Ideal Body Composition for Obstacle Athletes
By Melissa Rodriguez, NASM-CPT, NSCA-CSCS
Body composition is one of the key components of fitness. Maintaining a healthy body composition is important for overall fitness, but for athletes, it can make the difference between peak and subpar performance. Body composition varies among athletes as the ideal body fat percentage depends on the demands of your sport.
What is the ideal body composition for obstacle athletes? For this relatively new sport, no clear precedent has been made for a healthy body fat percentage. However, we can determine a suitable range based on recommendations for general fitness and related activities such as running and triathlons.
Body Composition Recommendations
For general fitness, the American Council on Exercise (ACE) recommends a body fat percentage ranging from 21-24% for women and 14-17% for men. ACE’s guidelines for athletes range between 14-20% for women and 6-13% for men.
Based on ACE’s guidelines alone, a healthy body fat percentage for obstacle racing may range between 14-24% for women and 6-17% for men, depending on the commitment level of the athlete. If you take on several races each year, your ideal body fat percentage will likely be in the lower end of the range, while the body composition for casual athletes may be in the higher end of the range.
Since running is one of the staples of obstacle race training, it’s also helpful to consider running in order to determine an appropriate body composition for obstacle athletes. In order to maintain pace and speed, a lower weight and body fat percentage is typically recommended for competitive runners. Recreational runners may be comfortable and healthy with a body fat suggested for general fitness.
To peak for competition, long distance runners (12+ miles) may drop down to as much as 10-12% body fat for women and 5-7% body fat for men. Female athletes focused on shorter distances may maintain a body fat of 11-14%, while male short-distance runners may sustain a composition of 6-8% body fat. Even though a lower body fat is typical for long distance running, athletes would be wise to keep in mind the importance of sustaining essential fat (10-13% for women; 2-4% for men) for overall health and maintenance.
Although running is a staple in obstacle racing, the demands for obstacle racing go beyond a traditional run.
Like triathletes, obstacle athletes need to be proficient in more than simply running. Although these two disciplines differ greatly, each activity is interdisciplinary, requiring more than just running fitness and endurance. Just as a triathlete needs to master the disciplines of cycling and swimming, obstacle athletes need to hone obstacle-specific competencies such as lifting, pulling body weight (monkey bars), balancing over unsteady terrain, jumping, landing, crawling, and more.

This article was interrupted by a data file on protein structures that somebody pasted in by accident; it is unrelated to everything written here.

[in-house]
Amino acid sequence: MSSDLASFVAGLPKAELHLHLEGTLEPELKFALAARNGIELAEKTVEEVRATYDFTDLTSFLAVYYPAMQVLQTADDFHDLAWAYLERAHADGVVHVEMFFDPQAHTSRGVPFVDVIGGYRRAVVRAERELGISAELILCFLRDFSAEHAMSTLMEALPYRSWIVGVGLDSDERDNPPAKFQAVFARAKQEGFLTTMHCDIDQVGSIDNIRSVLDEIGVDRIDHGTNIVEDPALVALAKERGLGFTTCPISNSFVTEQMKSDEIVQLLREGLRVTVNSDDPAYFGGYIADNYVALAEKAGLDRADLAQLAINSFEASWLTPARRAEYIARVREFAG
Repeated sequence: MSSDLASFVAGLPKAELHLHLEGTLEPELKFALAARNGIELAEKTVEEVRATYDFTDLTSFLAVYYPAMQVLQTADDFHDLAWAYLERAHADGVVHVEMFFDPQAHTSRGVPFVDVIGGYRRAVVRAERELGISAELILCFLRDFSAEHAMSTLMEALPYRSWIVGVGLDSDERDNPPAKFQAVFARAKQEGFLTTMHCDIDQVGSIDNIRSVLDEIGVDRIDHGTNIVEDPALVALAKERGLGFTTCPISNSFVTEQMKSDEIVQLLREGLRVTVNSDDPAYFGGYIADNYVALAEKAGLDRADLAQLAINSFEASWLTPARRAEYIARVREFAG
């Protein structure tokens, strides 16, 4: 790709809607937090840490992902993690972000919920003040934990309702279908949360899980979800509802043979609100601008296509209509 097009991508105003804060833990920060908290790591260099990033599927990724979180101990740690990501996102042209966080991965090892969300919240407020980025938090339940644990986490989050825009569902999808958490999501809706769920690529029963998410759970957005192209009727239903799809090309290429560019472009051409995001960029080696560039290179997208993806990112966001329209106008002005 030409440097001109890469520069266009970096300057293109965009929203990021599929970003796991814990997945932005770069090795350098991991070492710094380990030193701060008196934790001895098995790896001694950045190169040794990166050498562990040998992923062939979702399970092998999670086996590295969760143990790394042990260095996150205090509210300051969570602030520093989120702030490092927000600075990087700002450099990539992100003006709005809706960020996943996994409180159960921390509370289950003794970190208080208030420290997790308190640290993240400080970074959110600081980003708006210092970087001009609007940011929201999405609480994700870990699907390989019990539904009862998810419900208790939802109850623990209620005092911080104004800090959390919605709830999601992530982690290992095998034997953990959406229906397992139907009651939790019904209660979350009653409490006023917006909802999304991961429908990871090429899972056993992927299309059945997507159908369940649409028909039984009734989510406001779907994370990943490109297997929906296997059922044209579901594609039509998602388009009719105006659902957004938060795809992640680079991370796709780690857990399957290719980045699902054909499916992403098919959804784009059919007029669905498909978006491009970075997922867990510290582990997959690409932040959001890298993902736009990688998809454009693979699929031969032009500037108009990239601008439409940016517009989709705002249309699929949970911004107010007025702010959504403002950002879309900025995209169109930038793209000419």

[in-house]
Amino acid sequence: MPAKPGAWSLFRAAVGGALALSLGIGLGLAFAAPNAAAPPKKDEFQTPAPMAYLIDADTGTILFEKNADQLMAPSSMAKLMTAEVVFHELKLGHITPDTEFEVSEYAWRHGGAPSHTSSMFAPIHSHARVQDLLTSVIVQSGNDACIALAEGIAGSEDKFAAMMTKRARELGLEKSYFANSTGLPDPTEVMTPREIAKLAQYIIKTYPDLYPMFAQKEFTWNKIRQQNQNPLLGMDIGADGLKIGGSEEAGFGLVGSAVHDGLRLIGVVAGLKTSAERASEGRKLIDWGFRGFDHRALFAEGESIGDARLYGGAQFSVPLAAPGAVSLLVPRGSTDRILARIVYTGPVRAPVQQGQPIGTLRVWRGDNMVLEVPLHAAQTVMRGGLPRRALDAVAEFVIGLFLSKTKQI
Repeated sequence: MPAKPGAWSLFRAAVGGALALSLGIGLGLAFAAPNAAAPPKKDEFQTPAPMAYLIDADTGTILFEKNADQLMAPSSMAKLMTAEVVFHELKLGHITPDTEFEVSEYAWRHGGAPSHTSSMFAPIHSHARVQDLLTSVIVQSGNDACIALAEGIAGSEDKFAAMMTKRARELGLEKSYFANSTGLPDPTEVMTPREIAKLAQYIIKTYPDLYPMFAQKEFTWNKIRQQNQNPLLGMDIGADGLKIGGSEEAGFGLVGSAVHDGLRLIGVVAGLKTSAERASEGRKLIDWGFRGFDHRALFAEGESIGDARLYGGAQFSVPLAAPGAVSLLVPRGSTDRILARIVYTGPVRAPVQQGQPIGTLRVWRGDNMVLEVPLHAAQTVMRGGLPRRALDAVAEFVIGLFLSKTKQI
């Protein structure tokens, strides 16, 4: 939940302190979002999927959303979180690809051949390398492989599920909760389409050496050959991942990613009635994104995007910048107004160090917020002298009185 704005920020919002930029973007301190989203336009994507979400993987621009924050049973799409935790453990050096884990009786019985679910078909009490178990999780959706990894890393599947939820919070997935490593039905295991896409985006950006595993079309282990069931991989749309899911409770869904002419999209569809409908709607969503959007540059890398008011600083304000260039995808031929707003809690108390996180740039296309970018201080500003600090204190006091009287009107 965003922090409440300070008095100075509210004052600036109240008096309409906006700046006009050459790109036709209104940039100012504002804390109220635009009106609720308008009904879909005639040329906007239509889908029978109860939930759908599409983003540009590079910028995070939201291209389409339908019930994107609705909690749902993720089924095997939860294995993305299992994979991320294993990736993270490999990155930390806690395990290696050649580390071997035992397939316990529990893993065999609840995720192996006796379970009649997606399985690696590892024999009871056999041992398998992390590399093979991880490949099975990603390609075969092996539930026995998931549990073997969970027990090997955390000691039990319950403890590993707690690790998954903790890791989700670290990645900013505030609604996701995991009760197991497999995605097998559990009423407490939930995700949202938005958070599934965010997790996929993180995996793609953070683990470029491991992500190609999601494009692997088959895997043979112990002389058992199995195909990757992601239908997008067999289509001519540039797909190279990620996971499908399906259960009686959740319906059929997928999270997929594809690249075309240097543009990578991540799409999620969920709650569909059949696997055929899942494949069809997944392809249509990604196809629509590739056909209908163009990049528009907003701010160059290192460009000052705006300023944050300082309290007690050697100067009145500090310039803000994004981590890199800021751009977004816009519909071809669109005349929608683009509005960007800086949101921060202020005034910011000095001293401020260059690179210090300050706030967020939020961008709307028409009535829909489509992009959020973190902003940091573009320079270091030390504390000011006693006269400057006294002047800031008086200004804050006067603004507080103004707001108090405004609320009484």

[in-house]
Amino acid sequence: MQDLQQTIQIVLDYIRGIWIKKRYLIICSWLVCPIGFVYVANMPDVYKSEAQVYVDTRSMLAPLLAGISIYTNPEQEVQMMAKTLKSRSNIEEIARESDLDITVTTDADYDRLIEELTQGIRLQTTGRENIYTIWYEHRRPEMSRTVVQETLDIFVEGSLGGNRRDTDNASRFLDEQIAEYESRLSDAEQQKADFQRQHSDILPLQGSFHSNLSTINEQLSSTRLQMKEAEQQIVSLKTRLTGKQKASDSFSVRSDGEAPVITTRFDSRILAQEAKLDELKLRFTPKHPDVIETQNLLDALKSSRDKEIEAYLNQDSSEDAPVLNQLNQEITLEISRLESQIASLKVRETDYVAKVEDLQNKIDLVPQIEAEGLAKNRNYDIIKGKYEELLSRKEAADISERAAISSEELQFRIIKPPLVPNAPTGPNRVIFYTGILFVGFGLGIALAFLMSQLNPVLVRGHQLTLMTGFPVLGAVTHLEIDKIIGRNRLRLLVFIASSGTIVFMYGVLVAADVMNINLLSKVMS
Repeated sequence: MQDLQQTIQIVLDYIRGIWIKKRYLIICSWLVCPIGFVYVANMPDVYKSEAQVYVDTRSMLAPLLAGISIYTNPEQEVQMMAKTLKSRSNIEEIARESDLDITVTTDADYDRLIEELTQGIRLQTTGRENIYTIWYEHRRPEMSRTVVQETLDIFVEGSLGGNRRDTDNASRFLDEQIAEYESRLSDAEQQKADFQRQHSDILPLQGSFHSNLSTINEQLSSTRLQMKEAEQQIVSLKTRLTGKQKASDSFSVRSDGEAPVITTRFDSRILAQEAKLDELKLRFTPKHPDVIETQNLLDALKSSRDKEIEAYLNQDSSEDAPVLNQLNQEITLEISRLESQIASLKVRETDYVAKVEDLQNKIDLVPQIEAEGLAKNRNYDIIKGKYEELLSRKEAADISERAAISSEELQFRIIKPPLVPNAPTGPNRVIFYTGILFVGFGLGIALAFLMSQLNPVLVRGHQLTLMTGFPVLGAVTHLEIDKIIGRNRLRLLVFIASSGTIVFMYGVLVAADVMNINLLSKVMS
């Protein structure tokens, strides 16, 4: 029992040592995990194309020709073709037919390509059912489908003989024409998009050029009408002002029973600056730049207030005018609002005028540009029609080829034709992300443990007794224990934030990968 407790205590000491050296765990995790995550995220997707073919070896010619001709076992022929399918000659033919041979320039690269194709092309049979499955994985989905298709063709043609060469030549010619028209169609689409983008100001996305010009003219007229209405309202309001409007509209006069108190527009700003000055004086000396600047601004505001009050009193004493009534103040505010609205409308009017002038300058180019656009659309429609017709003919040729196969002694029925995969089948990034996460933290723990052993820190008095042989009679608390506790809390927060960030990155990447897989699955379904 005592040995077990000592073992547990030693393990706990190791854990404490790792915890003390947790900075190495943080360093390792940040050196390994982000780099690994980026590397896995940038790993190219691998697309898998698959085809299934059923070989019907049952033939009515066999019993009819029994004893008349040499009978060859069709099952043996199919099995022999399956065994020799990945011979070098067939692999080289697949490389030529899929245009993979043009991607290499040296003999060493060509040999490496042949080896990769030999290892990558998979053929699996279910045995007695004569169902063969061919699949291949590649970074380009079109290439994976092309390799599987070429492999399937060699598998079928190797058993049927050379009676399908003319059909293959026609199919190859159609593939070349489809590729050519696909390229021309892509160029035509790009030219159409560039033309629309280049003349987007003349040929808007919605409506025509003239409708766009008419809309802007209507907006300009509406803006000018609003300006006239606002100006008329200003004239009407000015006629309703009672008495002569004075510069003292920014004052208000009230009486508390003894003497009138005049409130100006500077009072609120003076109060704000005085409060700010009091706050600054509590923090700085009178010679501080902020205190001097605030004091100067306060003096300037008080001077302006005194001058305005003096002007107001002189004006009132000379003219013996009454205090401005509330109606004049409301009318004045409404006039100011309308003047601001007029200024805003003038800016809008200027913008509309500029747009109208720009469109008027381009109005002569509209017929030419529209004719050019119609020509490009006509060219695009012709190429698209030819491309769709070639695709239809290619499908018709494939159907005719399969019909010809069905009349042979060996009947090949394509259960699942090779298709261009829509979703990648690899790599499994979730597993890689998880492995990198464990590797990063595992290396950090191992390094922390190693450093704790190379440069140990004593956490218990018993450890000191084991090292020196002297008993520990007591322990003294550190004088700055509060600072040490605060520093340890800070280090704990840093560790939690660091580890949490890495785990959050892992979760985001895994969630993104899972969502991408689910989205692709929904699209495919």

Similarly, the ideal body composition for triathletes and obstacle athletes varies depending on the duration of the event. For sprint triathlons, cutting down on body fat and maintaining a lower body weight is helpful in order to sustain your goal pace. This may also apply to shorter obstacle races. Multiple time Spartan Race winner Hobie Call has a slim, lean, and fit frame. Based on Call’s example, cutting down on mass and body fat can boost obstacle racing performance.
On the other hand, for a long triathlon event such as an Ironman, too little body fat may actually hinder your body’s ability to meet the demands for a long event. In order to survive an ultra-endurance event, some additional fat and mass may actually be critical. Is the case for longer, mega obstacle runs?
Based on the winners of recent longer obstacle runs, the ideal body composition varies. Also, in obstacle racing, longer runs vary in duration, from the marathon-length Spartan Ultra Beast to the 48-hour Death Race challenge. Joe Decker, a muscular, husky athlete, won back-to-back Spartan Death Races. In contrast, the winner and runner-up to the 2012 Spartan Ultra Beast, Cody Moat and Junyong Pak, have lean, sinewy body types.
Words of Wisdom
Overall, the ideal body composition will vary among obstacle athletes, as shown by the sports’ successful racers. Beginner and casual athletes may be comfortable with a body composition recommended for general fitness needs, while serious racers may strive to maintain a lower body fat in efforts to maintain speed and optimize performance. Monitor your body composition regularly, log how you feel at specific body fat percentages, and see what’s best for you. If in doubt, be reasonable and aim for general fitness recommendations.
1. American Council on Exercise (ACE) – http://www.acefitness.org/blog/112/what-are-the-guidelines-for-percentage-of-body-fat
2. Spartan Race – http://www.spartanrace.com/
3. The Athlete’s Guide to Making Weight by Michele A. Macedonio & Marie Dunford (Human Kinetics: 2009)